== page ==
Given site differences in the clients’ Hispanic ethnic composition and the potential that variations in MET fidelity might be influenced by the unique ethnic and cultural factors at each site, we conducted post hoc analyses to examine where the site differences in MET adherence and competence occurred. These analyses revealed no significant differences between sites on MET adherence for either factor, although site 3 serving primarily Puerto Rican and US born Hispanic participants was found to have significantly lower fundamental (M = 4.6, sd = .8) and advanced (M = 4.5, sd = .8) MET competence scores relative to site 4 serving primarily participants from Mexico (fundamental: M = 5.3, sd = .8; advanced: M = 5.4, sd = 1.0) and significantly lower advanced MET competence scores relative to site 5 serving primarily Cuban, Central American, and US born, mostly Mexican ancestry, Hispanic participants (M = 5.1, sd = .8).4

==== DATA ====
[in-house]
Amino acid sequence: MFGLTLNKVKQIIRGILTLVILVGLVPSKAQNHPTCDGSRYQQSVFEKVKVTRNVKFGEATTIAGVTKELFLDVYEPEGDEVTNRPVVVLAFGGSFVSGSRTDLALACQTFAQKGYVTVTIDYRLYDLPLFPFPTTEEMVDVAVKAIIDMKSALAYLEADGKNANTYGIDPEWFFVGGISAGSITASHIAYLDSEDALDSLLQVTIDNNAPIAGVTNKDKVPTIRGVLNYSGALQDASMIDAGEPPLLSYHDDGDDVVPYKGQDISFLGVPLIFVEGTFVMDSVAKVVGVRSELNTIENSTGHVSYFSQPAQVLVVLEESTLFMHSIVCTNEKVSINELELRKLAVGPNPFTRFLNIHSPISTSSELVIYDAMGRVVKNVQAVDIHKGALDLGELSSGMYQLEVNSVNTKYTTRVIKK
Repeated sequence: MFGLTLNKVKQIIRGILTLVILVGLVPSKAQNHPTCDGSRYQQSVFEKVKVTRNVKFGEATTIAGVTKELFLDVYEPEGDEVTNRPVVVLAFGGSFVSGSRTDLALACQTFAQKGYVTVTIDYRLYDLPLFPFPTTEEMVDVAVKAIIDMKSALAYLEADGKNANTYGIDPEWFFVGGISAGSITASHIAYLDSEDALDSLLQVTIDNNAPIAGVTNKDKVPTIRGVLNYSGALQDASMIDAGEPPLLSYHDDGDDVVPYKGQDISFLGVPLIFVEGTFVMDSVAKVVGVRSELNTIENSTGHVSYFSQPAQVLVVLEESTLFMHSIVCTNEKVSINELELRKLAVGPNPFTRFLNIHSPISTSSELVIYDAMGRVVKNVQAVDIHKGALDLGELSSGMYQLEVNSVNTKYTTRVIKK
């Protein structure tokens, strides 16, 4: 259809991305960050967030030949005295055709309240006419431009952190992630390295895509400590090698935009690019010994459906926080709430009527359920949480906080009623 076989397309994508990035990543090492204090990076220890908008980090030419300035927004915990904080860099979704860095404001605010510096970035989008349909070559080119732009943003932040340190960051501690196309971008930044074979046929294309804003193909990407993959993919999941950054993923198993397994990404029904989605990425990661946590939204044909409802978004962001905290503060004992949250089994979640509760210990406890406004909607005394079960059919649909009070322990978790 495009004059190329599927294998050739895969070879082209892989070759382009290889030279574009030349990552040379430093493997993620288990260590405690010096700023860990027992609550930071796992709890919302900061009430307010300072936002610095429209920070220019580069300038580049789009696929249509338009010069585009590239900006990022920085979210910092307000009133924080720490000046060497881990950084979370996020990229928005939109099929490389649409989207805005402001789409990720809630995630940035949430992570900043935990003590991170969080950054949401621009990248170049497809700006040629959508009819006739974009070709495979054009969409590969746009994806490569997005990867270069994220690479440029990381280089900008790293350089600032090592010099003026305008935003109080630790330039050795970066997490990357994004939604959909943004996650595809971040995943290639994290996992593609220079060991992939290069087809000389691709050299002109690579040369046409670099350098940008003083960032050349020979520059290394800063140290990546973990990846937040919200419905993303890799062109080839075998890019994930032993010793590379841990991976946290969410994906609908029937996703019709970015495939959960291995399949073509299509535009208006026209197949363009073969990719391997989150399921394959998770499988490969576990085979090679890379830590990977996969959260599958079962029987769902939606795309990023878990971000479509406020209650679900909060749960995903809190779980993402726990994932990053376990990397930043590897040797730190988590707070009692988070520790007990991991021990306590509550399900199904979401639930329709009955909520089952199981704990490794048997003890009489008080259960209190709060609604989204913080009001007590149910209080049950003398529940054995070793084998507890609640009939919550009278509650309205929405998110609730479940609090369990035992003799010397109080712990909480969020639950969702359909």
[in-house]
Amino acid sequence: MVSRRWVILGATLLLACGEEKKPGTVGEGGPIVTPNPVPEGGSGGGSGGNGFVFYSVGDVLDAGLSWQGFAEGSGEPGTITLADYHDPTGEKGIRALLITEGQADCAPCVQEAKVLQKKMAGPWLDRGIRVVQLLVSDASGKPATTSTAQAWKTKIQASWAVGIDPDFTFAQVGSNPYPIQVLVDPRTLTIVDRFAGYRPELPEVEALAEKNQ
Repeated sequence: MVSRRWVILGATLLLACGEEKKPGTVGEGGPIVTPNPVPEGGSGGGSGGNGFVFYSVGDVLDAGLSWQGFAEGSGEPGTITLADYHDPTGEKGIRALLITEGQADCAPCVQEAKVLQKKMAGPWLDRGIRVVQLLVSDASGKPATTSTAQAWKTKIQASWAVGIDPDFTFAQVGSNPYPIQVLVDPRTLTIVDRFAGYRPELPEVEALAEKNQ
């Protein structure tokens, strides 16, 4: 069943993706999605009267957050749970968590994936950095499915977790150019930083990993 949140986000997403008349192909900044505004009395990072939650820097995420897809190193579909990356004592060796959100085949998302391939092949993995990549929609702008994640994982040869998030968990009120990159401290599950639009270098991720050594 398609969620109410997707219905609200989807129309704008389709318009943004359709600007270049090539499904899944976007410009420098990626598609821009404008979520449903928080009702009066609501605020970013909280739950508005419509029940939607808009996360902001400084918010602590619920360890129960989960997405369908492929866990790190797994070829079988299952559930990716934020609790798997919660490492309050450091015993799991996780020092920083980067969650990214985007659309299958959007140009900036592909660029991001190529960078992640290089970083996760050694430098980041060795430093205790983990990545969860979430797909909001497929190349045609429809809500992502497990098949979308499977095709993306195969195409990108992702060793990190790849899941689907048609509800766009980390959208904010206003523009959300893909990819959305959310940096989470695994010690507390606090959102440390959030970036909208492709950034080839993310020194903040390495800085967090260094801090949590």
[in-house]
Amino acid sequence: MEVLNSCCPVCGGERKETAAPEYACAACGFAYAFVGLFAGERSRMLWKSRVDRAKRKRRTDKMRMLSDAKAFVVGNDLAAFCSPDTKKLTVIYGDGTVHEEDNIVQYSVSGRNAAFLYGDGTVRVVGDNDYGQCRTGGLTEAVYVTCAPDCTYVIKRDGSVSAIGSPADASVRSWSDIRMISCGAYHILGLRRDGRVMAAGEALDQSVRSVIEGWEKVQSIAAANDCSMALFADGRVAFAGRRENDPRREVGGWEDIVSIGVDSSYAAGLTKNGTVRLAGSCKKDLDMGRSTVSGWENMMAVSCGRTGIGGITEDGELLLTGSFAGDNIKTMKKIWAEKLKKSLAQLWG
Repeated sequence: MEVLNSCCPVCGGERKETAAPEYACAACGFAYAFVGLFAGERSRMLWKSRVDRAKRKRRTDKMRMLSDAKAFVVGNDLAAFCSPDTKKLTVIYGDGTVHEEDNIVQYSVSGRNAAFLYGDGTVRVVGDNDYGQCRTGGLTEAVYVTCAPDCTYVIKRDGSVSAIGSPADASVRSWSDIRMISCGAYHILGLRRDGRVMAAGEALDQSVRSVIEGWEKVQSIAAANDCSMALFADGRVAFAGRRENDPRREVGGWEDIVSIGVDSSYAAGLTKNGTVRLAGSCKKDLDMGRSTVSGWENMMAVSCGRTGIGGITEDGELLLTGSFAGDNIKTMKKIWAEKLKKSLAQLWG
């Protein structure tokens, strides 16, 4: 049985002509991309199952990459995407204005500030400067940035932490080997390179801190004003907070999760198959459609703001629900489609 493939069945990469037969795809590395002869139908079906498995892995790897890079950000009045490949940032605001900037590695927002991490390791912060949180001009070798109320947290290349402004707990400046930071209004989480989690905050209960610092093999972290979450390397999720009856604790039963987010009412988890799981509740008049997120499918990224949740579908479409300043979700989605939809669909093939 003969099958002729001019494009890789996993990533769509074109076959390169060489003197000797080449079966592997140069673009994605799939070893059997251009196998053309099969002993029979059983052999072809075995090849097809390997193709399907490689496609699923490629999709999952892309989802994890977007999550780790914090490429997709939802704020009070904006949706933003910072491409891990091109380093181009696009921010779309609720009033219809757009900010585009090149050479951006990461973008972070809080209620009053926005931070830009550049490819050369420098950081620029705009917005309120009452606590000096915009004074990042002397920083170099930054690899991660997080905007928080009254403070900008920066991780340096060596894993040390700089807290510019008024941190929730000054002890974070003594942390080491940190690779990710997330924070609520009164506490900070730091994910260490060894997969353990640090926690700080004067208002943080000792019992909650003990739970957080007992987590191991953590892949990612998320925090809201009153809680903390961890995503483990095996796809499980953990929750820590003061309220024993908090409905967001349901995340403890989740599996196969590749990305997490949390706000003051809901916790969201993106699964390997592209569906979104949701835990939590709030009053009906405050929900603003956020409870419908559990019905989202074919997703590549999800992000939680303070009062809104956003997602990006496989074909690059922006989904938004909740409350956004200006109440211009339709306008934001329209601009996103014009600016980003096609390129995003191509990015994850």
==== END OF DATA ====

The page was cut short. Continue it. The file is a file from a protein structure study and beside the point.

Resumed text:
We evaluated whether three cultural factors (therapist Hispanic/non-Hispanic ethnicity, therapist–client ethnic match, and level of therapist Hispanic and American acculturation) were associated with MET adherence and competence. No significant differences in MET adherence scores were found between Hispanic and non-Hispanic therapists. However, Hispanic therapists exhibited significantly lower MET fundamental competence scores relative to non-Hispanic therapists, F (1,10) = 5.1, p < .05). Similarly, therapists who were matched with participants on Hispanic ethnicity (e.g. Mexican, Puerto Rican, Central American) exhibited significantly lower MET fundamental, F (2,58) = 4.5, p < .02) and advanced, F (2,58) = 3.5, p < .04) competence scores relative to therapists who were not ethnically matched. Correlations between levels of therapist Hispanic and American acculturation with MET fundamental and advanced skills were not significant. To determine whether site differences in MET competence could account for these effects, these analyses were re-run without site 3. Differences previously associated with Hispanic cultural characteristics were no longer significant. Repeating these same analyses within treatment conditions yielded the same pattern of results.